If you are adventurous, you may want to try an eco-friendly method, by creating your own compost.

  • Less Erosion

Heavy rains cause soil erosion which can lead to a host of problems for gardens, including washing away nutrients from your soil, causing damage, and removing precious layers of earth. With an elevated bed, the negative impact of soil erosion is lessened. Especially in the event of rain, and there is no risk of precious garden soil being washed away along with the contents.

Additional information on preventing soil erosion.

  • Prevent Soil Compaction

Compact soil is a host to a network of organisms such as worms, which work to create arable soil and better drainage conditions. This is extremely important for your plants to stay healthy, but soil that is compacted only hinders the efforts of these useful organisms.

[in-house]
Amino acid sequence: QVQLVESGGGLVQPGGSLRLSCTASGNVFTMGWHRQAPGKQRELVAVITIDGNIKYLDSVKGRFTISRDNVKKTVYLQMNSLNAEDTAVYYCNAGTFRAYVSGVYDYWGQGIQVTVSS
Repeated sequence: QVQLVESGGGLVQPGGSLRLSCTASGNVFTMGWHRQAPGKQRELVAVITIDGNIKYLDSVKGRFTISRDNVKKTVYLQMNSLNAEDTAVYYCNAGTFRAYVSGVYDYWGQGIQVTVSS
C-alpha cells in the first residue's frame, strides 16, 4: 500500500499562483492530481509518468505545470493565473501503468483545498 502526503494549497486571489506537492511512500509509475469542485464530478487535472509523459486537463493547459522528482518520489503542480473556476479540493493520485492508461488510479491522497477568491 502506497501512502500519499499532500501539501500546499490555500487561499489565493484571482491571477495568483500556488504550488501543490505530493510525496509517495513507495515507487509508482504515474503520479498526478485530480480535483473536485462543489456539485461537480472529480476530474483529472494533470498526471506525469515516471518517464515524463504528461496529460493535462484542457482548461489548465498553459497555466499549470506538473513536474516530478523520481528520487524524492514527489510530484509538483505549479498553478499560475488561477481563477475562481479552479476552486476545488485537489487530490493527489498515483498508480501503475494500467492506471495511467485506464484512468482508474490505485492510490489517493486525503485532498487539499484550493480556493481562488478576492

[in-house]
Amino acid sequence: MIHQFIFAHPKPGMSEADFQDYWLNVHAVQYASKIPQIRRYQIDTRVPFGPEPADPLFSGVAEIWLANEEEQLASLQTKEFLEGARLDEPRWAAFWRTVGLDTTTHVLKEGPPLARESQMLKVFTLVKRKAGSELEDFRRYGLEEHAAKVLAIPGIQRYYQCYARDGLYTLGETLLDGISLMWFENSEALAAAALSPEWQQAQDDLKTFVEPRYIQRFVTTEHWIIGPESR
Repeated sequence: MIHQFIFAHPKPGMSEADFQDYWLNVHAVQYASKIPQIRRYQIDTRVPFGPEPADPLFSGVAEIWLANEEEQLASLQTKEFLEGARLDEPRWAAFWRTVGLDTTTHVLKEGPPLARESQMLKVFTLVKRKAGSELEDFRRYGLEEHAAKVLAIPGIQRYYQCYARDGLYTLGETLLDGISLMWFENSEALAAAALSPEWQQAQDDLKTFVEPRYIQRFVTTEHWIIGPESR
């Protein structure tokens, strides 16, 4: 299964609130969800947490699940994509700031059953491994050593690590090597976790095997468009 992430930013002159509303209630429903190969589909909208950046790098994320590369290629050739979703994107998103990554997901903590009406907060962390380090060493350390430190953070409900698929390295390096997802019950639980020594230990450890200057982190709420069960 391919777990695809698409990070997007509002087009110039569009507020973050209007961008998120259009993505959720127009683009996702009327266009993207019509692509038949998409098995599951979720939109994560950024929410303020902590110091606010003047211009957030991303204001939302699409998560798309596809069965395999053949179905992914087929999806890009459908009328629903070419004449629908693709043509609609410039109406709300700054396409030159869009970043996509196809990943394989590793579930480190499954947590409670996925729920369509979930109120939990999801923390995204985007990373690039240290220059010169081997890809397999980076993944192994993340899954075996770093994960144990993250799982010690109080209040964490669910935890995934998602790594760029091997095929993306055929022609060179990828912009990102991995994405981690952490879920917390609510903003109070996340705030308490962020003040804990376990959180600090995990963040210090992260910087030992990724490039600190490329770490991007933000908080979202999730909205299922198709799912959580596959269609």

How do raised beds help to prevent the accumulation of compact soil? For starters, they will prevent you from walking onto the ground. Human feet can make the earth more compact, hindering the progress of worms and other useful organisms. Even if you try to step carefully in your garden, the chances of your feet hurting seedlings are also relatively high. With elevated beds, you can support the health of your garden in a more natural way creating a beneficial earth composition.

  • Extend Growing Season

Time is an essential factor for gardening is time, time spent rotating your plants, preparing your containers, and most importantly, for growth itself. Since the soil in raised gardens can collect heat faster than your traditional gardening methods, they are a good way to jumpstart your planning and planting. Particularly for those who live in areas with extreme weather, you can extend your gardening earlier or ending it later. Other benefits of extending the amount of time you have to garden are the ability to speed up your rotations and have multiple harvests.

  • Allows For Organization